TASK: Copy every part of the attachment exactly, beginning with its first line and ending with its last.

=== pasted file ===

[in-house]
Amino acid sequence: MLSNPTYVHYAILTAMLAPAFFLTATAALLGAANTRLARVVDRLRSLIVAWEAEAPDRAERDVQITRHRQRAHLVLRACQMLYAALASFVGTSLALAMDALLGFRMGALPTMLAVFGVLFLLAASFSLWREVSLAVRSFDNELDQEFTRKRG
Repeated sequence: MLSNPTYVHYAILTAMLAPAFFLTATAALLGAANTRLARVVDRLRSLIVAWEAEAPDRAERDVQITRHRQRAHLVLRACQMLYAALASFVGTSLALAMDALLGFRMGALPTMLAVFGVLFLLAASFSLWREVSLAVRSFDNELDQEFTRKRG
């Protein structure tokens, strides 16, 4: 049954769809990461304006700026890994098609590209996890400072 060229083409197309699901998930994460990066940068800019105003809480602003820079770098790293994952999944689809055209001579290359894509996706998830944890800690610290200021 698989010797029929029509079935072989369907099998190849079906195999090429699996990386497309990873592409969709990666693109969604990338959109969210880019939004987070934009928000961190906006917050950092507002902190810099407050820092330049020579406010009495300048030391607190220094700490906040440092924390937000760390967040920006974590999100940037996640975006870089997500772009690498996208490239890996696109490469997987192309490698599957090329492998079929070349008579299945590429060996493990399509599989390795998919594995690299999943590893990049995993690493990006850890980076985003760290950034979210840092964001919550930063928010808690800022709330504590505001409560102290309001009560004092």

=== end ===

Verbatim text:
[in-house]
Amino acid sequence: MLSNPTYVHYAILTAMLAPAFFLTATAALLGAANTRLARVVDRLRSLIVAWEAEAPDRAERDVQITRHRQRAHLVLRACQMLYAALASFVGTSLALAMDALLGFRMGALPTMLAVFGVLFLLAASFSLWREVSLAVRSFDNELDQEFTRKRG
Repeated sequence: MLSNPTYVHYAILTAMLAPAFFLTATAALLGAANTRLARVVDRLRSLIVAWEAEAPDRAERDVQITRHRQRAHLVLRACQMLYAALASFVGTSLALAMDALLGFRMGALPTMLAVFGVLFLLAASFSLWREVSLAVRSFDNELDQEFTRKRG
């Protein structure tokens, strides 16, 4: 049954769809990461304006700026890994098609590209996890400072 060229083409197309699901998930994460990066940068800019105003809480602003820079770098790293994952999944689809055209001579290359894509996706998830944890800690610290200021 698989010797029929029509079935072989369907099998190849079906195999090429699996990386497309990873592409969709990666693109969604990338959109969210880019939004987070934009928000961190906006917050950092507002902190810099407050820092330049020579406010009495300048030391607190220094700490906040440092924390937000760390967040920006974590999100940037996640975006870089997500772009690498996208490239890996696109490469997987192309490698599957090329492998079929070349008579299945590429060996493990399509599989390795998919594995690299999943590893990049995993690493990006850890980076985003760290950034979210840092964001919550930063928010808690800022709330504590505001409560102290309001009560004092």